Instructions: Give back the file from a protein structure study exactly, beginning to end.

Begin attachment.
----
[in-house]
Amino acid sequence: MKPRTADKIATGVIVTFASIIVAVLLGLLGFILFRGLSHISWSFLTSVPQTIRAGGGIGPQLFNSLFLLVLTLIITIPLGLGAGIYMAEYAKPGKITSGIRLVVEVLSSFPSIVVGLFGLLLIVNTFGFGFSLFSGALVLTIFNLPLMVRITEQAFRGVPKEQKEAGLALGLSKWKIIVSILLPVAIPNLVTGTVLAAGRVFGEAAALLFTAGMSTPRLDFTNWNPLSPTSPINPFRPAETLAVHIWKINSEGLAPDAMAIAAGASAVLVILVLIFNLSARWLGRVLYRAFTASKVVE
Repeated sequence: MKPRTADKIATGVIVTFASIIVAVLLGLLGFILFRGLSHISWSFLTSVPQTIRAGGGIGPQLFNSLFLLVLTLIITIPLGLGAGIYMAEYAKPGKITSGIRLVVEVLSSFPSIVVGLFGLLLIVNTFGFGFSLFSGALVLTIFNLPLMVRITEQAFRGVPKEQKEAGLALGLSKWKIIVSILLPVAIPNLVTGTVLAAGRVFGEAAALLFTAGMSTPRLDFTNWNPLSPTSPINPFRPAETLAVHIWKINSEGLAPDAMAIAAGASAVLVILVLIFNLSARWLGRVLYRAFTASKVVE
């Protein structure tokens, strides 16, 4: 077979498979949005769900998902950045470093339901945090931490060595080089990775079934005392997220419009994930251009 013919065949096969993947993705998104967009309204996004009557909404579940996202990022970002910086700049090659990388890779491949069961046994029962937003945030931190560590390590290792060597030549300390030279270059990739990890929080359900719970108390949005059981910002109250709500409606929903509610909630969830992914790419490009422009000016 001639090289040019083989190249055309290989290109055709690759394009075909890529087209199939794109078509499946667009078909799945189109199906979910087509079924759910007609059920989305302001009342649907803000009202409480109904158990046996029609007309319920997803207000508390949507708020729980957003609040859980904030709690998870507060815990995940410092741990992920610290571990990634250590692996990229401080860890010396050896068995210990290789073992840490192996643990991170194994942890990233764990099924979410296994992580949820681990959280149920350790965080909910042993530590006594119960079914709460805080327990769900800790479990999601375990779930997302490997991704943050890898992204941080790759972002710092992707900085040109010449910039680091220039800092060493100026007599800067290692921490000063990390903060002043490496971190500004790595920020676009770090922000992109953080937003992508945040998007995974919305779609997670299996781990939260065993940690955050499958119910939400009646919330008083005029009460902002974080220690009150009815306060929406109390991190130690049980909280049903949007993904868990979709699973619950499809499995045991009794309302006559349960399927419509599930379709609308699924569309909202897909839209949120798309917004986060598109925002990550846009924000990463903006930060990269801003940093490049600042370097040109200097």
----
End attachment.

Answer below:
[in-house]
Amino acid sequence: MKPRTADKIATGVIVTFASIIVAVLLGLLGFILFRGLSHISWSFLTSVPQTIRAGGGIGPQLFNSLFLLVLTLIITIPLGLGAGIYMAEYAKPGKITSGIRLVVEVLSSFPSIVVGLFGLLLIVNTFGFGFSLFSGALVLTIFNLPLMVRITEQAFRGVPKEQKEAGLALGLSKWKIIVSILLPVAIPNLVTGTVLAAGRVFGEAAALLFTAGMSTPRLDFTNWNPLSPTSPINPFRPAETLAVHIWKINSEGLAPDAMAIAAGASAVLVILVLIFNLSARWLGRVLYRAFTASKVVE
Repeated sequence: MKPRTADKIATGVIVTFASIIVAVLLGLLGFILFRGLSHISWSFLTSVPQTIRAGGGIGPQLFNSLFLLVLTLIITIPLGLGAGIYMAEYAKPGKITSGIRLVVEVLSSFPSIVVGLFGLLLIVNTFGFGFSLFSGALVLTIFNLPLMVRITEQAFRGVPKEQKEAGLALGLSKWKIIVSILLPVAIPNLVTGTVLAAGRVFGEAAALLFTAGMSTPRLDFTNWNPLSPTSPINPFRPAETLAVHIWKINSEGLAPDAMAIAAGASAVLVILVLIFNLSARWLGRVLYRAFTASKVVE
């Protein structure tokens, strides 16, 4: 077979498979949005769900998902950045470093339901945090931490060595080089990775079934005392997220419009994930251009 013919065949096969993947993705998104967009309204996004009557909404579940996202990022970002910086700049090659990388890779491949069961046994029962937003945030931190560590390590290792060597030549300390030279270059990739990890929080359900719970108390949005059981910002109250709500409606929903509610909630969830992914790419490009422009000016 001639090289040019083989190249055309290989290109055709690759394009075909890529087209199939794109078509499946667009078909799945189109199906979910087509079924759910007609059920989305302001009342649907803000009202409480109904158990046996029609007309319920997803207000508390949507708020729980957003609040859980904030709690998870507060815990995940410092741990992920610290571990990634250590692996990229401080860890010396050896068995210990290789073992840490192996643990991170194994942890990233764990099924979410296994992580949820681990959280149920350790965080909910042993530590006594119960079914709460805080327990769900800790479990999601375990779930997302490997991704943050890898992204941080790759972002710092992707900085040109010449910039680091220039800092060493100026007599800067290692921490000063990390903060002043490496971190500004790595920020676009770090922000992109953080937003992508945040998007995974919305779609997670299996781990939260065993940690955050499958119910939400009646919330008083005029009460902002974080220690009150009815306060929406109390991190130690049980909280049903949007993904868990979709699973619950499809499995045991009794309302006559349960399927419509599930379709609308699924569309909202897909839209949120798309917004986060598109925002990550846009924000990463903006930060990269801003940093490049600042370097040109200097």